Public PC Turf Wars

Background I: The library where I work has about a half-dozen or so computers for patrons to use (once they've signed our Access and Use Policy, of course). They're situated along a row of windows to the left of my desk, pretty much in one long row. A bank, if you will. The end of the bank--and for some reason completely incomprehensible to me--is the prime spot to sit. Seriously, I don't get it. Maybe because you have your back to most of the main area? It's crammed up against the end of my collection's fiction shelves, so I hate it. I hate it even more because my desk is to the right of that corner spot.

Background II: If you know anything about libraries, you know there are "regulars." Some regulars come often for good reasons; some regulars come often for not-quite-as-good reasons. A lot of regulars at my library are computer-user regulars. Sometimes I swear they think they own the place. On top of that, they think they can impose their own rules and standards, and everyone has to abide by them.

These things combined are like combustible ingredients, and there was a minor dust-up this afternoon.

The defending champion: Sour-faced older female regular who, as far as I can tell, is job-hunting and currently unemployed. She usually is at the computer for hours on end, often until we make the announcment we're closing, and likes to socialize with her other regular buddies, most of whom are elderly men.

The challenger: Flaky elderly woman--looked familiar to me but not quite enough to call her a regular.

Round I: Shortly after I sit down to my desk in the afternoon, I see Champ take the corner computer, do some work, pick up her purse, and walk away. I thought that was odd, as that was a short session for her. Thought no more of it because I had an article to finish writing.

Round II: A few minutes later, Challenger walks past a bunch of PCs not in use along the bank to go to the corner one (natch). She gets my attention and asks if anyone's using that computer. Apparently there was still a browser screen open. I said that there had been, but that she had gotten up, so I didn't know. I'm not the computer police, so I left the decision in her hands. She sits down and starts using the computer.

Round III: Shortly thereafter, Champ comes storming up and starts laying into the Challenger: "I was using that computer! Didn't you see something on the screen? I was just in the bathroom!" Challenger seems unmoved. "There was something there, but I closed it." This infuriates Champ even more. "Oh, so it's gone now." It's a freaking web page, probably the same sites she looks at all the time. It's still where its address says it is, you drama queen. Maybe if you tried keeping a cool head and projecting a little more competency with computers, you could kick some interview butt.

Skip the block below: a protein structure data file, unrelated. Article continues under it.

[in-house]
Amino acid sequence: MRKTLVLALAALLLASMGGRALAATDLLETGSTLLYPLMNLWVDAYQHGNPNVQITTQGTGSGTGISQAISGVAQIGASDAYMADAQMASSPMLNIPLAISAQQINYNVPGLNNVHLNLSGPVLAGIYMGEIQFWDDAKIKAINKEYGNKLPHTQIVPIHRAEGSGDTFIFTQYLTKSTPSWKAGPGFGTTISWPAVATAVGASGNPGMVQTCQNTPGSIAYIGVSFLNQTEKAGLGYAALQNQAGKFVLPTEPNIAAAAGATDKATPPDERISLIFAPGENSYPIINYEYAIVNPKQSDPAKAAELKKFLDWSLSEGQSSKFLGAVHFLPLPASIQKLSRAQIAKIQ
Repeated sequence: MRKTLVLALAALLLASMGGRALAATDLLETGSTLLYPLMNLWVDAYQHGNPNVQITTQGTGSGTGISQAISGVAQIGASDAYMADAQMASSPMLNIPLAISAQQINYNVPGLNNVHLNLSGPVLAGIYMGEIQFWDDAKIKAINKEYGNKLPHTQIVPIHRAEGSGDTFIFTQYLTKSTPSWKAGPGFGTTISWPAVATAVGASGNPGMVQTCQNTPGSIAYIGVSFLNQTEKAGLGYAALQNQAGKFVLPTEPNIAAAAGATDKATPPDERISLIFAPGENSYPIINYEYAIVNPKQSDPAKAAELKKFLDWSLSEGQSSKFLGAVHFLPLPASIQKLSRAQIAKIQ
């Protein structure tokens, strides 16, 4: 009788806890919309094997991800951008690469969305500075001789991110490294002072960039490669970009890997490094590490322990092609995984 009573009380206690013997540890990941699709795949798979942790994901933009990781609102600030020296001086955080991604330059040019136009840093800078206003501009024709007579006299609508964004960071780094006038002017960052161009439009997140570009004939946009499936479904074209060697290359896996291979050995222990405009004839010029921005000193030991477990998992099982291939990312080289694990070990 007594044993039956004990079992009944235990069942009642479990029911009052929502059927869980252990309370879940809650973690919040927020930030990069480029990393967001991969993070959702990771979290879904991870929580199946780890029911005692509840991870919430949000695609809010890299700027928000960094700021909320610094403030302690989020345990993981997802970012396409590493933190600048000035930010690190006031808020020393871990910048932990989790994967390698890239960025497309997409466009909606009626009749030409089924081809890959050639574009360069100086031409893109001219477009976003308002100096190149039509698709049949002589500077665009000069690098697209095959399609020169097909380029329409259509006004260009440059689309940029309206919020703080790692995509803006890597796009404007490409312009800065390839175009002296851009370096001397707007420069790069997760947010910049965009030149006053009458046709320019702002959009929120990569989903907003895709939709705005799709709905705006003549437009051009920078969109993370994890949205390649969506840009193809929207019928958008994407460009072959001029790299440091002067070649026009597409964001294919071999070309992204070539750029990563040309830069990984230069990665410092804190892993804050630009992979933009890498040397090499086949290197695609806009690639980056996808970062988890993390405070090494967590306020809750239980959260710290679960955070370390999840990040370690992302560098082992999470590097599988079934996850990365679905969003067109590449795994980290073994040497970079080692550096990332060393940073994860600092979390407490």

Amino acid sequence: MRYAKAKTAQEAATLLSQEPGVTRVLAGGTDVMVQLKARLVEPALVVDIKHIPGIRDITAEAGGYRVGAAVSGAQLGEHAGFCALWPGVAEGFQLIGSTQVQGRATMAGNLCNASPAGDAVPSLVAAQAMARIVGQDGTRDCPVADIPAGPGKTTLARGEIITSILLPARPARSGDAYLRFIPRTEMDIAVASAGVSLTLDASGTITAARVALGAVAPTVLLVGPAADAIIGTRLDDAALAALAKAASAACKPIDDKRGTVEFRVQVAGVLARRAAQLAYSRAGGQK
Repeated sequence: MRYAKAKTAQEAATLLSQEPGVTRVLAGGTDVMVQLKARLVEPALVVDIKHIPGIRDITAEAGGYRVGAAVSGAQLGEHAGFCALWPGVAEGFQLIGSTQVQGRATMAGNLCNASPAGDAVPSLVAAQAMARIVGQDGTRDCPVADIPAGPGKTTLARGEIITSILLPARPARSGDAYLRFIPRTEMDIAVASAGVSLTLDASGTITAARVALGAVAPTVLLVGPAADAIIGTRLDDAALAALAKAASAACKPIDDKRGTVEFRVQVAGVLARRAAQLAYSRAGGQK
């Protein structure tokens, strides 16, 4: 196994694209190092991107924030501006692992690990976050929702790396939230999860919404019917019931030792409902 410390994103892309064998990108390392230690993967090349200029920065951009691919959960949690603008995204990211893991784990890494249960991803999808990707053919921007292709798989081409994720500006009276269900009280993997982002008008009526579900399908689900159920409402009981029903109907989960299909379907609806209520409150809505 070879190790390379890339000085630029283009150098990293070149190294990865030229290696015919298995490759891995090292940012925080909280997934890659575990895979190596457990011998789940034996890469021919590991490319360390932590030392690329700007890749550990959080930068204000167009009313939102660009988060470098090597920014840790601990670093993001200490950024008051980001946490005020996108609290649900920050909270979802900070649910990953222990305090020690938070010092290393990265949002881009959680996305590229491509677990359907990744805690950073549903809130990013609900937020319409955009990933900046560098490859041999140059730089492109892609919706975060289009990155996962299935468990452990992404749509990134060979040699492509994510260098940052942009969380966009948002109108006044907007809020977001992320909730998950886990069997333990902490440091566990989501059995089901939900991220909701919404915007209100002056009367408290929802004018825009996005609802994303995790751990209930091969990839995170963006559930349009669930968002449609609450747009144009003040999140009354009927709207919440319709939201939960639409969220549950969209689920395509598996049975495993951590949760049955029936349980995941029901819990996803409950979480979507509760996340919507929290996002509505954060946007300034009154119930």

Challenger is not getting up. I'm not even sure she apologized, but that's because I was trying to pay attention to my supervisor while she talked to me about something important with her back turned to the whole catfight.

I was dying. I almost was hoping it would get shrill and make my supervisor turn around. The Champ defeated, she shuffled down to another computer at the far end of the bank, muttering the entire way. "Can't even go to the bathroom. . . someone takes your computer." She bitched for about five minutes straight, in spite of the fact that she was zooming along on another computer and probably right back where she'd left off. There was no way I was giving her any eye contact, because that would dignify the whole childish event. Later, I noticed her bugging the poor kid on the computer next to her, telling him he was to ward off anyone trying to use her computer as she went to get up again.

First off, lady: It's not your computer.

Second: It's sinking pretty low to order a kid who doesn't know you to guard "your" computer.

Third: People forget to close windows when they're done with the computers all the time. You should be familiar with that, as a regular--and you've probably had to close things yourself upon arrival at "your" computer on at least one occasion. If it's that important to you, either don't get up or bring a notepad or something with you to leave in place while you go. You know, to make people think you're actually doing something there. It's not that hard of an idea to come up with.

I really, really want her to get a job. Maybe she'd be happier then.

Also, director or no director, that renovation has got to happen next year or it's just going to get uglier with those computers.


Anonymous said…
Was just at my library today looking for new bedtime story books and there were lots of crusty old folks. While Jack tore through the bins of puzzles (SORRY LOCAL LIBRARIANS) I made up stories about the crusty old folks. I found them very entertaining, but that's because I don't work there.
Dave E. said…
"I really, really want her to get a job. Maybe she'd be happier then."

Heh, or even better, maybe she would buy her own computer and Internet access. I know, she's your customer and you wouldn't say that(out loud). Some customers just aren't worth it though. At least she spices up the shift. :)
Kate P said…
Maggie--trust me, they're used to the crash of puzzles. In fact, there was a huge crash of them over in the children's area yesterday when I was working, too! And crusty old folks aren't half bad, most of the time, I think. You get used to their ways after a while. These ladies--I didn't know they had it in them. That was a surprise.

Dave--you know what? If that sour old lady left, it very well make traffic in the library go UP.

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